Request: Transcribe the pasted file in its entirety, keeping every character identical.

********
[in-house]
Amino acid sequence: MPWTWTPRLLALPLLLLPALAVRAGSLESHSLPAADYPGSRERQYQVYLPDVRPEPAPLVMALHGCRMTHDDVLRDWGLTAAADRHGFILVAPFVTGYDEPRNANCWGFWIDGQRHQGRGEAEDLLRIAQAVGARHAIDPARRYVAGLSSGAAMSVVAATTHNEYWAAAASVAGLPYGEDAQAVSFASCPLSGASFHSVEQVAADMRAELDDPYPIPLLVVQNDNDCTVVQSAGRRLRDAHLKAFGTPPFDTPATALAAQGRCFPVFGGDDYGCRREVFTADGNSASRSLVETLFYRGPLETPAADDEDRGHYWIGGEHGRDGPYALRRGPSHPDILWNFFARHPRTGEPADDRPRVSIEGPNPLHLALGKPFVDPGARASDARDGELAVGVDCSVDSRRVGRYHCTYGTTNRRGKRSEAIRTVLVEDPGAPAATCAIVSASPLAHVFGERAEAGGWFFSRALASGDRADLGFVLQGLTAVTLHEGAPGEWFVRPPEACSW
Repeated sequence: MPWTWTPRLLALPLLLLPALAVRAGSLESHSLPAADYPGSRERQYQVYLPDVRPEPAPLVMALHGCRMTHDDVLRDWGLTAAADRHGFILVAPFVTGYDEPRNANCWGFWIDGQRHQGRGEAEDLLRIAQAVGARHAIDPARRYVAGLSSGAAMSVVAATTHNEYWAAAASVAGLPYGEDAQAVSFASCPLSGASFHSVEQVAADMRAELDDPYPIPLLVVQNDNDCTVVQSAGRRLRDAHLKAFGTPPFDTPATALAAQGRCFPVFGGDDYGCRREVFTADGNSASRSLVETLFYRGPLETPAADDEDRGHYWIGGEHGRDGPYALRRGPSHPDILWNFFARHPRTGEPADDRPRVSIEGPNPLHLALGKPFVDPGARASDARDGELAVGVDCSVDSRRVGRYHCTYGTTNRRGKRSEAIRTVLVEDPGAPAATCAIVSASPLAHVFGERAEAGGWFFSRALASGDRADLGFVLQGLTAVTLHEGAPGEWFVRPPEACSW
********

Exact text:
[in-house]
Amino acid sequence: MPWTWTPRLLALPLLLLPALAVRAGSLESHSLPAADYPGSRERQYQVYLPDVRPEPAPLVMALHGCRMTHDDVLRDWGLTAAADRHGFILVAPFVTGYDEPRNANCWGFWIDGQRHQGRGEAEDLLRIAQAVGARHAIDPARRYVAGLSSGAAMSVVAATTHNEYWAAAASVAGLPYGEDAQAVSFASCPLSGASFHSVEQVAADMRAELDDPYPIPLLVVQNDNDCTVVQSAGRRLRDAHLKAFGTPPFDTPATALAAQGRCFPVFGGDDYGCRREVFTADGNSASRSLVETLFYRGPLETPAADDEDRGHYWIGGEHGRDGPYALRRGPSHPDILWNFFARHPRTGEPADDRPRVSIEGPNPLHLALGKPFVDPGARASDARDGELAVGVDCSVDSRRVGRYHCTYGTTNRRGKRSEAIRTVLVEDPGAPAATCAIVSASPLAHVFGERAEAGGWFFSRALASGDRADLGFVLQGLTAVTLHEGAPGEWFVRPPEACSW
Repeated sequence: MPWTWTPRLLALPLLLLPALAVRAGSLESHSLPAADYPGSRERQYQVYLPDVRPEPAPLVMALHGCRMTHDDVLRDWGLTAAADRHGFILVAPFVTGYDEPRNANCWGFWIDGQRHQGRGEAEDLLRIAQAVGARHAIDPARRYVAGLSSGAAMSVVAATTHNEYWAAAASVAGLPYGEDAQAVSFASCPLSGASFHSVEQVAADMRAELDDPYPIPLLVVQNDNDCTVVQSAGRRLRDAHLKAFGTPPFDTPATALAAQGRCFPVFGGDDYGCRREVFTADGNSASRSLVETLFYRGPLETPAADDEDRGHYWIGGEHGRDGPYALRRGPSHPDILWNFFARHPRTGEPADDRPRVSIEGPNPLHLALGKPFVDPGARASDARDGELAVGVDCSVDSRRVGRYHCTYGTTNRRGKRSEAIRTVLVEDPGAPAATCAIVSASPLAHVFGERAEAGGWFFSRALASGDRADLGFVLQGLTAVTLHEGAPGEWFVRPPEACSW